And that was the start of my sourdough making adventures! I now feel like a bit of a veteran as I have many loaves under my belt, made with a variety of ingredients and techniques, and even baked some in a toaster oven - like the one in the top photo which was a raisin swirl bread - yum. I'll be sharing some of my favourite recipes eventually - including my oat and rice sourdough loaf - which can be made gluten-free - woo! In the meantime, I'm still really busy making dough.

xo Patty

Day of the Dead Skull Cookies

Happy Día de los Muertos! Here in Mexico, November 2 is a very special day, a time to spend with family and connect with deceased relatives and friends and celebrate life. I think it's a very beautiful tradition.

Traditional treats and happy sugar skulls are part of the deal too. It's funny that up north (Canada and the US) skulls are usually portrayed as dark and evil, but down here they're often cheery and whimsical.... and sometimes very sweet too. To celebrate, C and I decorated our own little skull shortbread cookies. It was muy divertido (very fun!)

I used a couple of chilled rolls of cookie dough (from my last slice-n-bake cookie experiment) and after slicing 1/4" rounds of dough, I pinched the "chin area" and flattened them a bit more with my fingers to make a basic skull shape. No cookie cutters required - and they all turn out a little different. I threw them in the oven, and 5 minutes into baking had a good idea how to define the face. So I pulled them out of the oven and worked on half of them - leaving the other ones smooth. With a fork, I pressed down gently to make teeth. Using a chopstick, I pressed the fat tip in to make eye sockets, and the small tip to make the nose cavity. Yum. ;) Since they were already partially baked, they ended up cracking - which was actually pretty cool since skulls do have cracks and fissures. Check out my last blog entry to see how they look without the icing - they're pretty nice looking plain too.

The decorating was super fun. C got in on that action. I was inspired by these cookies, and these chocolate trees (learning that the fine lines were made using a ziplock bag as an icing bag with a tiny piece of the corner snipped off). I don't have a lot of fancy kitchen stuff here - but I do have ziplock bags! I made 3 simple icings (just squishing the ingredients right in the bags to mix):

White: 2-3 Tbps icing sugar with a few drops of rose water and just enough water to make a thick paste.

Orange/Brown: 2-3 Tbps icing sugar, ~1/4 tsp cinnamon and just enough water to make a thick paste. (mine was pretty dark because it had about 1 tsp of canela)

Dark Brown: Melted semi-sweet chocolate. (This worked very well, but I wasn't able to stack these cookies because the chocolate stuck to the other cookies. For cookies that need to be stored efficiently, I'd make an icing sugar icing like the ones above, but with vanilla and cocoa.)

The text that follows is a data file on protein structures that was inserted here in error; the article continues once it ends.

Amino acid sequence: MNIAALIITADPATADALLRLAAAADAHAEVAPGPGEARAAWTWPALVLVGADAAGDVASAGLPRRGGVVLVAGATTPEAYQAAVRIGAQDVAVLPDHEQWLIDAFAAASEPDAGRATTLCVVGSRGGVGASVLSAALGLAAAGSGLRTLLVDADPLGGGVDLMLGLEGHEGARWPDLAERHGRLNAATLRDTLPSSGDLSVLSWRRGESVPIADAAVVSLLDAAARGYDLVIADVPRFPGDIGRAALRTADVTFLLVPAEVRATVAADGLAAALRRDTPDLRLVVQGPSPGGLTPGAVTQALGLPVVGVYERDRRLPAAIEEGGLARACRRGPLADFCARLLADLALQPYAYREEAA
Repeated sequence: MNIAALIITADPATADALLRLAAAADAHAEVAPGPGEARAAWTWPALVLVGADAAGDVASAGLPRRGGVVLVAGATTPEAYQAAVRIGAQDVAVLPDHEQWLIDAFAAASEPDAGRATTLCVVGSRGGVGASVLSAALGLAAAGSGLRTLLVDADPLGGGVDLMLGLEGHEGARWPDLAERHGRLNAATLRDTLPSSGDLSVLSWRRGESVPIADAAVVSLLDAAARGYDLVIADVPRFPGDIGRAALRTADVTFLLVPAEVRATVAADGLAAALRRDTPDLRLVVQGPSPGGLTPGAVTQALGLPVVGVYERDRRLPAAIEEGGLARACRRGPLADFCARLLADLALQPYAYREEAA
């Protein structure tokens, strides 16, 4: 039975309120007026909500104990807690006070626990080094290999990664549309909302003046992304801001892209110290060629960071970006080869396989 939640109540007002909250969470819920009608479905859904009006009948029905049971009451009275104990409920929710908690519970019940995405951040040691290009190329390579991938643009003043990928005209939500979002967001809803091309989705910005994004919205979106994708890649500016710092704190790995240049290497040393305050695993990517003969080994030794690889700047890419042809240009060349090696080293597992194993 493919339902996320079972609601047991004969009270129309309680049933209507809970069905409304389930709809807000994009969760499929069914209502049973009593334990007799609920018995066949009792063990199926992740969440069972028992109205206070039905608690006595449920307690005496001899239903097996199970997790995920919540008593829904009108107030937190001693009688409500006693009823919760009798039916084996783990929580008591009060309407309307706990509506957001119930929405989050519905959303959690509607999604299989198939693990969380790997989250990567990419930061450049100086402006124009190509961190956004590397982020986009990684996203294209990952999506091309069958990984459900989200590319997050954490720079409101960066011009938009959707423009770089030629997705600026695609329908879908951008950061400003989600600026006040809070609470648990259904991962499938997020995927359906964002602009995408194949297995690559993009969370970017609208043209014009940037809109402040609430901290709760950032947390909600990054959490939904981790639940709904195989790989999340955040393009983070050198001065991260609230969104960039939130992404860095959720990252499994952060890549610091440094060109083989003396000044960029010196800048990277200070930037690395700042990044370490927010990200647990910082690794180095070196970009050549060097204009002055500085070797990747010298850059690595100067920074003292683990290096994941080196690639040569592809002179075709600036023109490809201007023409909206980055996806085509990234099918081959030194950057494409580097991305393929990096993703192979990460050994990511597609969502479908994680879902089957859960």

Senior Skull courtesy of Crispin (Gracias!)

This was seriously my first time making "fancy" decorated cookies. (Not counting the gingerbread men from kindergarten - or my recent iBooster app cookies hehe...) I was delighted with how easy and fun it was - and how effective the ziplock baggie icing bag/tip technique was.

Making funny little decorated skull cookies for Día de los Muertos is going to be a yearly tradition for us from now on - as well as remembering our beloved deceased relatives, sharing stories about them, and celebrating life. :)

How to cook pizza on a gas BBQ

I'm into baking on the BBQ. Last year I made soda bread successfully; I was stoked. The other week I burnt some muffins; there is an art to it.

I came across this sweet little video tutorial on how to cook pizza on a gas BBQ: nice technique and use of cans Mr. Urban Griller :-)

(saw the video on my first visit to 5min.com. The site's a video wikipedia: people post 5 minute how-to videos on all sorts of topics. Cool. I'll make a few videos soon...)

Beautiful buttery flakey pie crust

Double-crust Sweet Berry Pie

How do you make a traditional flakey pie crust? The answer is here - check out these 2 videos hosted by Julia Child: Harvest Apple Pie, Part 1 and 2

I followed this pie crust recipe and production technique with fantastic results.

(Here's an alternate technique on How to Bake a Double-Crust Fruit Pie with tips and videos.)

This type of crust made with refined wheat flour and lots of butter is not all that healthy. It is, however, delicious - and great as an occasional treat. Using organic wheat and butter does make it healthier!

I filled this superb crust with fresh local blueberries and cherries. This particular pie was made without refined sugar: Double-crust Blueberry Cherry Pie

Good stuff. Here's a shot of the last piece :-)

Double-crust Sweet Berry Pie